There have been whispers for months, maybe even years, that Austrian soft-drink giant Red Bull's interest in Major League Soccer was waning. Ever since they bought the MetroStars and completely rebranded them in 2006, in fact, there were doubts about their willingness to stick it out for the long term. Even after they built Red Bull Arena, invested millions in the likes of Thierry Henry and Tim Cahill and won the Supporters' Shield last year, some would have had you believe that the other shoe was about to drop.
Well, the shoe dropped last week. Kinda. Although the team and league eventually issued statements denying Red Bull was trying to sell, Grant Wahl's report hit like a ton of bricks. According to his sources, Red Bull has already met with two potential buyers and would be willing to sell "within 48 hours" if someone offered $300 million for the team and the stadium. Combine that with Red Bull's seeming indifference toward Henry's imminent departure, their unwillingness to pay for a third Designated Player this season and the decision not to field a USL-Pro team next year, it should hardly be shocking that an already skeptical fan base is falling over themselves to say "I told you so."
But there are really two big things going on here. First, Red Bull has always been a bit of a black sheep, not only because of the foreign ownership, but because of how much the team is an elaborate branding exercise. That seems a bit unfair, but it also brings us to the other point. Second, even if the rumors aren't true and Red Bull isn't actively trying to sell their team, it would be a shame if they are just sticking it out without any real desire to meet the New York City FC challenge head on.
The first issue borders on the ridiculous, especially if we're hanging it on the supposed willingness to sell for $300 million. Red Bull Arena is an absolutely fantastic facility by all accounts (location not withstanding) and was built for about $200 million. Factor in some depreciation for the four-year-old facility and you're left with the team by itself being valued at more than $100 million, or the same amount Manchester City paid for the right to run a franchise in New York City. Red Bull paid about $30 million for the MetroStars and would stand to pocket at least $70 million at that price. There are only a few owners in the league who wouldn't gladly accept a $70 million payday.
But even if we accept that Red Bull is actively trying to get out of the MLS game, it's still worth pointing out that they are leaving it much better off than when they came in.
Let's remember that MLS was a league still trying to find its footing back in 2006. Only a year earlier, MLS had expanded back to 12 teams and had taken ona couple of pretty big risks in doing so: allowing a Mexican team to effectively use the league as a testing ground and putting another team in one of the country's smallest "major league" markets. Chivas USA and Real Salt Lake only had to pay $10 million apiece, a third of what Red Bull was willing to pay for the MetroStars. That Red Bull almost immediately started talking about building a glitzy new stadium seemed almost crazy.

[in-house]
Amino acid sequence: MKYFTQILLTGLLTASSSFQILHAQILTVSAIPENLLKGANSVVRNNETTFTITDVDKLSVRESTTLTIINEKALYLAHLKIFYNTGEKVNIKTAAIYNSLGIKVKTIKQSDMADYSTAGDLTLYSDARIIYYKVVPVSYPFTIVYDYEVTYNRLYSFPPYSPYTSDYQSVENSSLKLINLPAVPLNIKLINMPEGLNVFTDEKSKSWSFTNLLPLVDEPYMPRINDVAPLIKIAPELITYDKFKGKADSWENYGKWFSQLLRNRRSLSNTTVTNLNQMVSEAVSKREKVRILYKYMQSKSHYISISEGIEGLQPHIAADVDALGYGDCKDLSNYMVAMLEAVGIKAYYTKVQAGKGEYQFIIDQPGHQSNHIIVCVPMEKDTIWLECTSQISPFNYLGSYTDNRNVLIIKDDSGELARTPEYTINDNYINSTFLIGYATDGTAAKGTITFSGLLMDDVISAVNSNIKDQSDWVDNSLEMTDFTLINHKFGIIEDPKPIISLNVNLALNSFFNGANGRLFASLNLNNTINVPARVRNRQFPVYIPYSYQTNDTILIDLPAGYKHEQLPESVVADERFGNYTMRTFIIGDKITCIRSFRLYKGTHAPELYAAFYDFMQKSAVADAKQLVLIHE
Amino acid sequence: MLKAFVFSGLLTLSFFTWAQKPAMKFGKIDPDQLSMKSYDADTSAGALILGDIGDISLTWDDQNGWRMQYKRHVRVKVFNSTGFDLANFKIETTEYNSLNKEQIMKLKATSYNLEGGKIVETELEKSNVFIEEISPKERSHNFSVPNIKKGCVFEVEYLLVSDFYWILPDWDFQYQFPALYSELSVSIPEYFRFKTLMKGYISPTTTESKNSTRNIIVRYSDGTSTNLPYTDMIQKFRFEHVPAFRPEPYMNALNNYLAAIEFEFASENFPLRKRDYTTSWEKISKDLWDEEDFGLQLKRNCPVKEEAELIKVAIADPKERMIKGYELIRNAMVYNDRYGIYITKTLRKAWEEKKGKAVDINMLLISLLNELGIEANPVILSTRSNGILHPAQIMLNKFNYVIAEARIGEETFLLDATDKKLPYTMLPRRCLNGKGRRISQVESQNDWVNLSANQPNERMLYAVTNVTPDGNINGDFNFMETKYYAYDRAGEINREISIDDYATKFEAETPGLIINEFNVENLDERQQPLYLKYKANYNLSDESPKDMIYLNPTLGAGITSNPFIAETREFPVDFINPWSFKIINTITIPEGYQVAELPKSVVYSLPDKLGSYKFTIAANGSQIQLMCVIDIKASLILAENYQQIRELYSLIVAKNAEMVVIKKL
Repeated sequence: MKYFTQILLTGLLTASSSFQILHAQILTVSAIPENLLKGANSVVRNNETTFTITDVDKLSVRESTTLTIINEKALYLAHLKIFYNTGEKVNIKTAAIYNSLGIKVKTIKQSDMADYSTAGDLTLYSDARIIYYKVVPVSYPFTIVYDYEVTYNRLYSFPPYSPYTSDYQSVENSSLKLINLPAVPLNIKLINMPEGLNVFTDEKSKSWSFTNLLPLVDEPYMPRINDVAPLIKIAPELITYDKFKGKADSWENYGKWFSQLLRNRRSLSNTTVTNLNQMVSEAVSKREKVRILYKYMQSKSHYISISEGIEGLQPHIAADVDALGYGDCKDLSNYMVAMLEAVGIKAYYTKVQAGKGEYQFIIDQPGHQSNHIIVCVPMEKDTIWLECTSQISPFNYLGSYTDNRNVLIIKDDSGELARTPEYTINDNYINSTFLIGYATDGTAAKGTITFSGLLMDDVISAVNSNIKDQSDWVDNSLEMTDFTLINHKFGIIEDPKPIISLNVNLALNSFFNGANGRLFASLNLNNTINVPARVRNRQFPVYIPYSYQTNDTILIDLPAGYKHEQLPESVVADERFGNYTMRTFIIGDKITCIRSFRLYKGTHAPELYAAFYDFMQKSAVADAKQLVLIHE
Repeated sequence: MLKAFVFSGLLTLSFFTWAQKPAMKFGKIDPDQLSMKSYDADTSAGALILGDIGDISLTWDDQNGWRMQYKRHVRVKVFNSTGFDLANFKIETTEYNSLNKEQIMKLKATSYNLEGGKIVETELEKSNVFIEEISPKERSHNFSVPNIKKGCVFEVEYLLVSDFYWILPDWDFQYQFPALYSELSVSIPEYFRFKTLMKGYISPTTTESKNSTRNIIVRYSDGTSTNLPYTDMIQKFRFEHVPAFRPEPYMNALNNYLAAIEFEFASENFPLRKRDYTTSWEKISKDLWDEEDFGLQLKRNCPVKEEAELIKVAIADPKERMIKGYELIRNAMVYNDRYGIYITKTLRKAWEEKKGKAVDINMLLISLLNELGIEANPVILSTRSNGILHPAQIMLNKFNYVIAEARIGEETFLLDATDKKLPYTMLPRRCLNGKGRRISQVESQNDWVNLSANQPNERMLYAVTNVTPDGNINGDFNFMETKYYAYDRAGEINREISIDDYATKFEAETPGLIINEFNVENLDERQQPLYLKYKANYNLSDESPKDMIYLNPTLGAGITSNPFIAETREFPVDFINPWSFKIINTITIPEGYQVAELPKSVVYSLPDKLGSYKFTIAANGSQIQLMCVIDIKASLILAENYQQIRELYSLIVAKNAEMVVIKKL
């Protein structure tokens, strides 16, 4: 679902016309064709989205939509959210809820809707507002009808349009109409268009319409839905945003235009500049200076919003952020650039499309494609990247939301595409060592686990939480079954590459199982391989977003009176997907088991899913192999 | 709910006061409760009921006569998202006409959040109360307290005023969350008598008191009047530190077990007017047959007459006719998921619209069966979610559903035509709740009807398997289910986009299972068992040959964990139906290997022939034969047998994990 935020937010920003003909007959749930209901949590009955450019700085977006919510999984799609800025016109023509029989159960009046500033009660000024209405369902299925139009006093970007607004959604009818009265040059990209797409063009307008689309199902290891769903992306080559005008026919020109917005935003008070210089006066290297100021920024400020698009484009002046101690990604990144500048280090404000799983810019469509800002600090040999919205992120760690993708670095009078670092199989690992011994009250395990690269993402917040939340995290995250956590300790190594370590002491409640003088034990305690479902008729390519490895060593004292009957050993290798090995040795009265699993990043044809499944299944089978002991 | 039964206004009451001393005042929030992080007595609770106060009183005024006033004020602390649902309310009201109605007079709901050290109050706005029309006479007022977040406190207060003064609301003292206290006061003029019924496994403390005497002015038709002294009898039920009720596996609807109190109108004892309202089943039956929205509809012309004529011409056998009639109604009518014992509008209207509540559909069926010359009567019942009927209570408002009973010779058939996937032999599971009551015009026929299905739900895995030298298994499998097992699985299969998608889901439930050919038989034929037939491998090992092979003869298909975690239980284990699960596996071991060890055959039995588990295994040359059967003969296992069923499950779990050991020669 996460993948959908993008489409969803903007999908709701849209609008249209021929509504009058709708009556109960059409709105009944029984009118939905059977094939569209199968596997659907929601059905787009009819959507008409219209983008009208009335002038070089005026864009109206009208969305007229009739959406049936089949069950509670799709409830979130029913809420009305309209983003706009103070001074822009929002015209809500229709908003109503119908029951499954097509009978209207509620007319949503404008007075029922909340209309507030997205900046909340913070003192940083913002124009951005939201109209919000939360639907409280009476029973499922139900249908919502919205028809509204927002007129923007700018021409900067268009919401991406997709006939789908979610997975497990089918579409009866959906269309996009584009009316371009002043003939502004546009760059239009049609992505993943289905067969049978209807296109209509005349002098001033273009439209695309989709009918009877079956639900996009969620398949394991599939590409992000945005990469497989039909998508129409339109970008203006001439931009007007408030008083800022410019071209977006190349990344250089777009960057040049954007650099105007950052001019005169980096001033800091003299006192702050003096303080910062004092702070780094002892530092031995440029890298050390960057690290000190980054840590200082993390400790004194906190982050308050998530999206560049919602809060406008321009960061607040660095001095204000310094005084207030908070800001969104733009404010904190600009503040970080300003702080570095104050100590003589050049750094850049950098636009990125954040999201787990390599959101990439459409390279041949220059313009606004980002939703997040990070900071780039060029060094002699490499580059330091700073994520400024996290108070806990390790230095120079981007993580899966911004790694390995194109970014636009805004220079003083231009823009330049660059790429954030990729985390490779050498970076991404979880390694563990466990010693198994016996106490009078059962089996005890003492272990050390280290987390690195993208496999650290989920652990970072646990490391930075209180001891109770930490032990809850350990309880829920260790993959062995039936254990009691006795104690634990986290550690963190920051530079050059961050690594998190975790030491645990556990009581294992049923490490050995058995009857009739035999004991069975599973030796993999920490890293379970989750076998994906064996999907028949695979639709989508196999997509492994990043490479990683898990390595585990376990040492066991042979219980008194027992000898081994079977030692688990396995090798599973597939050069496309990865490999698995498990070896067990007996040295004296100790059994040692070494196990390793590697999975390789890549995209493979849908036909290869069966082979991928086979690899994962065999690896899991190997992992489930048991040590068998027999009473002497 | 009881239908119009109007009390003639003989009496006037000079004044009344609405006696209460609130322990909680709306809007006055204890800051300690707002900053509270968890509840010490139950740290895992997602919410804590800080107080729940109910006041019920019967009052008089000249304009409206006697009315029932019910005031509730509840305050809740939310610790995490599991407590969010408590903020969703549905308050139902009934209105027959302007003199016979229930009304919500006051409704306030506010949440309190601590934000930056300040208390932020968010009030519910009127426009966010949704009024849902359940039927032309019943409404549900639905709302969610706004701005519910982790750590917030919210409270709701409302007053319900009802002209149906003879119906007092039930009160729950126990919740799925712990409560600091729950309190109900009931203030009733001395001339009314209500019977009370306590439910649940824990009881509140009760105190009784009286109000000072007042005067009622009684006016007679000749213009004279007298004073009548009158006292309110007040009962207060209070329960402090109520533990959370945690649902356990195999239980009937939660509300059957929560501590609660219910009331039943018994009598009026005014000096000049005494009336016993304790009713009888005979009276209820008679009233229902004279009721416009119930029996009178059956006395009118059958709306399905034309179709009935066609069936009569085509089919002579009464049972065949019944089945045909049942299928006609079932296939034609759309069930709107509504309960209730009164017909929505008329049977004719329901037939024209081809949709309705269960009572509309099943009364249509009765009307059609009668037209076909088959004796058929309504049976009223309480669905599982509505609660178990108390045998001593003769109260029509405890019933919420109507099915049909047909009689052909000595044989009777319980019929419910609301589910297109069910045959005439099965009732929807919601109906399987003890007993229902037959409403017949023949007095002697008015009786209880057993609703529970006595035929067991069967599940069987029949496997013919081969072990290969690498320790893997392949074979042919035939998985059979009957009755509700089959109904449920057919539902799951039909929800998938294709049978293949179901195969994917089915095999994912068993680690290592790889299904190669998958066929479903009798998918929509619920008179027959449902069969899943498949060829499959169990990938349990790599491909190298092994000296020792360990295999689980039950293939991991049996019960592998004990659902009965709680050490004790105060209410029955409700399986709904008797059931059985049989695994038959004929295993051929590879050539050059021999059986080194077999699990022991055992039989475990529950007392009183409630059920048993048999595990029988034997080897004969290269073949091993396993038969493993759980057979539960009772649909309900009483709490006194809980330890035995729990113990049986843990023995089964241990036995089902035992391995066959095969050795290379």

That stadium didn't get built overnight, of course, and was shrouded in controversy as Red Bull tried to get out of paying property taxes, but the doors did open in time for the 2010 season. Delayed though it may have been, the Red Bulls spent about twice as much on it as any other soccer-specific stadium at that point. The stadium alone is a huge point in Red Bull's favor.
It's also worth noting that the fan base appears to be more committed than ever. During the parts of five seasons the Red Bulls have played at their current home, they've averaged no fewer than 18,241 fans per game. Other than their inaugural year, the MetroStars only eclipsed that average one other year in their nine other seasons. Those fans might not all love the owners, but they've shown a level of passion that was mostly missing during the MetroStars era.
Red Bull have been a far from perfect owner. They sometimes seemed completely oblivious to the finer arts of team building. They once hired a manager who openly disregarded competitions like the U.S. Open Cup. They've driven their most passionate fans crazy by ignoring whatever history the franchise has. They didn't always do a very good job of marketing themselves. It was often a little too easy to make fun of them. But they were always willing to spend money and were pretty competitive, especially when compared to their predecessors.
And if this is where they decide to get off, that's fine. They helped raise the profile of the league, gave us the first American Soccer Palace™ and would leave the franchise better off than when they came here. There's no shame in any of that.
What would be a shame, however, if Red Bull is choosing now to put it in neutral and just see how far they can coast. This week has given plenty of fuel to those who fear that is exactly what will happen. There was the report of the sale, which was accompanied by an anonymous declaration that Henry had a "zero percent chance of returning" that has been effectively confirmed. Now it appears Cahill is unhappy with the way his international and club duty is being weighted.
This is not a good time for Red Bull to be on the fence.
As Alexi Lalas pointed out during his halftime speech on ESPN's Thursday night broadcast, the competitive landscape is just ramping up. New York City FC's arrival can be an opportunity to raise the Red Bulls' profile. There's going to be more money , more ambition and more attention on that market in 2015 than there ever has been before. If the Red Bulls choose to take that as a challenge, we're all in for a treat. That's what their long-suffering fans want. It's what the league wants. It's what we should all want. If Red Bull isn't willing to meet that challenge, let's hope the rumors of a sale prove true.